Chinese city apologises after 'shaming' people for wearing pyjamas in public

CCTV images of residents shared online by government officials 

Sarah Young
Tuesday 21 January 2020 13:28 GMT

Government officials in China have apologised for “shaming” people for wearing pyjamas in public.

On Monday, photos of a number of residents in Suzhou, Anhui province, wearing their pyjamas while walking in the community were published on a WeChat account operated by the local government.

The officials stated that the people were being identified as part of an initiative to “expose uncivilised behaviours and improve citizens’ quality”.

The online images, which were caught by surveillance cameras, included information such as the person’s name and ID card number.

Officials argued that residents were banned from wearing pyjamas in public because the region was entering a national “civilised city” competition.

Other “bad behaviour” exposed by the local government online included “lying [on a bench] in an uncivilised manner” and handing out advertising flyers.

While the images shared were captured by CCTV cameras, of which there an estimated 170m in China, residents were also encouraged to send in photos of anyone partaking in “uncivilised behaviours”.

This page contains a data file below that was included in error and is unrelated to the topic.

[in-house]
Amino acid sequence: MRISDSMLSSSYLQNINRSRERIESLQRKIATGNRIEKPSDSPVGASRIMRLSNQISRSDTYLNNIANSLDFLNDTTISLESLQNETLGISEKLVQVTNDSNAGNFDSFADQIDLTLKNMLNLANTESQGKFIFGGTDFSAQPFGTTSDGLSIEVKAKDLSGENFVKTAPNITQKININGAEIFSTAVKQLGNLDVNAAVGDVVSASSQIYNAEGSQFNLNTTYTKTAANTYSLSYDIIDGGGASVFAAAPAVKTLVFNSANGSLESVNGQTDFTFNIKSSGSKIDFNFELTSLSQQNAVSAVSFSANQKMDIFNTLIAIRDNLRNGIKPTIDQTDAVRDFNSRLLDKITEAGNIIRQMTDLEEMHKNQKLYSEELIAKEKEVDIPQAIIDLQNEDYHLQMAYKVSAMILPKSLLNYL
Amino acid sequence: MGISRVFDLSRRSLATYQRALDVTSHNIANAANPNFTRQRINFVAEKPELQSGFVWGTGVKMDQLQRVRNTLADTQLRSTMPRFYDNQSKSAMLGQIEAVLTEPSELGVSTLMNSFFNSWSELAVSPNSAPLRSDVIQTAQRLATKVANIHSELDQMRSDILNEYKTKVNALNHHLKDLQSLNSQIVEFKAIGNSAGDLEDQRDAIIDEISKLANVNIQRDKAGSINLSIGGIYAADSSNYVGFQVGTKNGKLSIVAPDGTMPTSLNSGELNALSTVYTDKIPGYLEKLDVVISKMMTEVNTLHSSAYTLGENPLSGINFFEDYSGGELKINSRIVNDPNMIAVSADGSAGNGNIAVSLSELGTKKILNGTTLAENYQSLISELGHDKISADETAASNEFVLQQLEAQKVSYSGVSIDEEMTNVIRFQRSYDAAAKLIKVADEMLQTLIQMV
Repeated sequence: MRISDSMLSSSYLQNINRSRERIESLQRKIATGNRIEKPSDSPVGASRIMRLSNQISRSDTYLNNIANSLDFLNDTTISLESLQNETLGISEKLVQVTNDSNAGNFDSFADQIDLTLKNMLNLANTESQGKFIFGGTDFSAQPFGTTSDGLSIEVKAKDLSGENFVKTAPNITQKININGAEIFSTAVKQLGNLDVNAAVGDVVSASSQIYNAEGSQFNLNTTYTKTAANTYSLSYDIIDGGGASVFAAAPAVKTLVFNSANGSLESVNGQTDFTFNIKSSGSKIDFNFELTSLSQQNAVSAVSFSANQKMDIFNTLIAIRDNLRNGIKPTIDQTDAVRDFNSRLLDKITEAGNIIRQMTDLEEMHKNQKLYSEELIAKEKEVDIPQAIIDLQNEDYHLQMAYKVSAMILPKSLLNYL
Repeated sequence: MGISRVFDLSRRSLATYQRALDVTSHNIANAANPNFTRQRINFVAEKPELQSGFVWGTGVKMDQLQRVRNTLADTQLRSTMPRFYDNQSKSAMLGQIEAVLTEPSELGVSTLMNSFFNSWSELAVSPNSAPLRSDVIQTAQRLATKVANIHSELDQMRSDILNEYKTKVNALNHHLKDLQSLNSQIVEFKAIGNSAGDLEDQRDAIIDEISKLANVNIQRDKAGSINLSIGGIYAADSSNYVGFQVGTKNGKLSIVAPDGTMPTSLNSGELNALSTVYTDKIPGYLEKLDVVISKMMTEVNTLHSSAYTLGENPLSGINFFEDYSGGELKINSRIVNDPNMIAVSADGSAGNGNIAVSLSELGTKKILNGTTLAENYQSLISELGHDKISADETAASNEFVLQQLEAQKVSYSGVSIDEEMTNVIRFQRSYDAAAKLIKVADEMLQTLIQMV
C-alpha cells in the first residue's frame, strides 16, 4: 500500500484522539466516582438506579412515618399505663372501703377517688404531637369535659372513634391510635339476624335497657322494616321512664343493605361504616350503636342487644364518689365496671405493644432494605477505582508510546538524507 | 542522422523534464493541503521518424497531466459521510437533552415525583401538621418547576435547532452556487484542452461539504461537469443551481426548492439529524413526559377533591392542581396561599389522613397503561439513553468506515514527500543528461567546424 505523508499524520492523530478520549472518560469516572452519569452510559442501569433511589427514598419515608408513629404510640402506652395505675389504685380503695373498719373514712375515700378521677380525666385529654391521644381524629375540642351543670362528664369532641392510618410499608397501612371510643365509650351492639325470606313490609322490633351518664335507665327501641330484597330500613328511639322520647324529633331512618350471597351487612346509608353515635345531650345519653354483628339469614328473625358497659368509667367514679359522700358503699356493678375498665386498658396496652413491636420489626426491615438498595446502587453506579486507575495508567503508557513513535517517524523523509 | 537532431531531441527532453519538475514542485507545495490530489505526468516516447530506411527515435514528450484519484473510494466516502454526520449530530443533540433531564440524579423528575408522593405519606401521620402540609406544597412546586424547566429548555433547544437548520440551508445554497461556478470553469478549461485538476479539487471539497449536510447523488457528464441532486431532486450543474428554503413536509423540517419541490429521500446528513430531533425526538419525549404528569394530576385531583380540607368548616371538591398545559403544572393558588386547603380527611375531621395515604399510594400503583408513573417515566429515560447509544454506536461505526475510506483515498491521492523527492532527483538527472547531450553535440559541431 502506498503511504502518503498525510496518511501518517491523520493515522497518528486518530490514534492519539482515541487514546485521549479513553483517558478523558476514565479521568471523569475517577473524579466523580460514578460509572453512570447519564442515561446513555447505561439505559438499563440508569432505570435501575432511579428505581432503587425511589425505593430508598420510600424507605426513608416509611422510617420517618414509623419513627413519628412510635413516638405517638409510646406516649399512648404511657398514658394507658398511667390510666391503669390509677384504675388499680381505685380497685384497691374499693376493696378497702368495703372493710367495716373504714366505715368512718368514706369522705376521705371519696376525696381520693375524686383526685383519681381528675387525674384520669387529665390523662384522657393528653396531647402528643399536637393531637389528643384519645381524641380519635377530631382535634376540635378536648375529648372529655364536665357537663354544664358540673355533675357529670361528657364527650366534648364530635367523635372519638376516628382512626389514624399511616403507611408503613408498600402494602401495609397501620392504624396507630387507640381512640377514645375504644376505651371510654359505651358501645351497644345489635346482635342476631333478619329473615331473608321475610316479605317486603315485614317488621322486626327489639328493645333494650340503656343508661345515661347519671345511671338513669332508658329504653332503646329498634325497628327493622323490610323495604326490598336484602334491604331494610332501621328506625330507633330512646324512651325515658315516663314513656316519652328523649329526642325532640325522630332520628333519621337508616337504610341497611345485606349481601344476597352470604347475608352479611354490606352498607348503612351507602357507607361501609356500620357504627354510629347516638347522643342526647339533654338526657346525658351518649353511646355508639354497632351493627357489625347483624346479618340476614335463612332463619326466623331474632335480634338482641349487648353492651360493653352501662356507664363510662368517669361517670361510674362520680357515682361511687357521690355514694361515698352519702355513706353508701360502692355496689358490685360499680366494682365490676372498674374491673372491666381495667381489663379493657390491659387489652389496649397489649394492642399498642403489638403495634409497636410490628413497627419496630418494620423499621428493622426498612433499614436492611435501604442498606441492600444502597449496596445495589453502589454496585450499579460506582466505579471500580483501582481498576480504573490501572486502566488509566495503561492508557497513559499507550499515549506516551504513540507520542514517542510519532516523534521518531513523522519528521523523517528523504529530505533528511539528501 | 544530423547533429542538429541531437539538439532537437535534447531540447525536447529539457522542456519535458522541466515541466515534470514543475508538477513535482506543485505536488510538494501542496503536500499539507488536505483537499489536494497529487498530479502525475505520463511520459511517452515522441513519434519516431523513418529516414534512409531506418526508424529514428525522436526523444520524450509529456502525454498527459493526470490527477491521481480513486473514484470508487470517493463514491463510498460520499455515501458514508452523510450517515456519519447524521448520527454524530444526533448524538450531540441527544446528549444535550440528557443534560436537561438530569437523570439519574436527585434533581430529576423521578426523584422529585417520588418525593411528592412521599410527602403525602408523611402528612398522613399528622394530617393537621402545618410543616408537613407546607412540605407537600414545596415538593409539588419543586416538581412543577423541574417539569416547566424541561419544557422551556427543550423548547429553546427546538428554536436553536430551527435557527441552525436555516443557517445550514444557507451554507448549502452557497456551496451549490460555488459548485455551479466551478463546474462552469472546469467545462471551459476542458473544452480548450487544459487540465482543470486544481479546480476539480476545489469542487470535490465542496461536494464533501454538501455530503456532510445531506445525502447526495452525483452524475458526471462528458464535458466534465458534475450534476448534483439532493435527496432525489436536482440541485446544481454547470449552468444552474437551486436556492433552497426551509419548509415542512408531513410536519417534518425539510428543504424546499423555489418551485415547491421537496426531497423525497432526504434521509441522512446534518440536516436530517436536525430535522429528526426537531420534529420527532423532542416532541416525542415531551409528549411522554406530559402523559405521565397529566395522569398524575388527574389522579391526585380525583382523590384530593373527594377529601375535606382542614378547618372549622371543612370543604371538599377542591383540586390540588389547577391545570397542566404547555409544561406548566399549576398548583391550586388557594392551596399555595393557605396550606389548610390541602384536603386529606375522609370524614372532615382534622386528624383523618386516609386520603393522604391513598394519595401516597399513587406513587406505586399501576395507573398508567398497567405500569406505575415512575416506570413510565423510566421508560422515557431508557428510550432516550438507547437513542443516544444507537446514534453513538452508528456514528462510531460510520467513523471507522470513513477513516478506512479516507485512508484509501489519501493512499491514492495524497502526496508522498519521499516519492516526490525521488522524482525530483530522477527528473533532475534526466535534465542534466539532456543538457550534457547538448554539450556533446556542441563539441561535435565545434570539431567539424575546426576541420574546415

Following media attention and criticism online, the message was deleted and the Suzhou authorities issued a public apology.

“We wanted to put an end to uncivilised behaviour, but of course we should protect residents' privacy,” officials said in a statement, according to the BBC.

The officials added that they would, in future, blur people’s faces out of the images instead.

Last year, it was revealed that researchers in China had developed an ultra-powerful camera capable of identifying a single person among stadium crowds of tens of thousands of people.

Surveillance systems in China have become highly advanced in recent years
Surveillance systems in China have become highly advanced in recent years (Reuters)

The 500-megapixel camera was developed by scientists at Fudan University, in conjunction with Changchun Institute of Optics from the Chinese Academy of Sciences.

The resolution of the camera is said to be five-times more detailed than the human eye and was built for surveillance purposes, with Chinese state media praising the camera’s “military, national defence and public security applications”.

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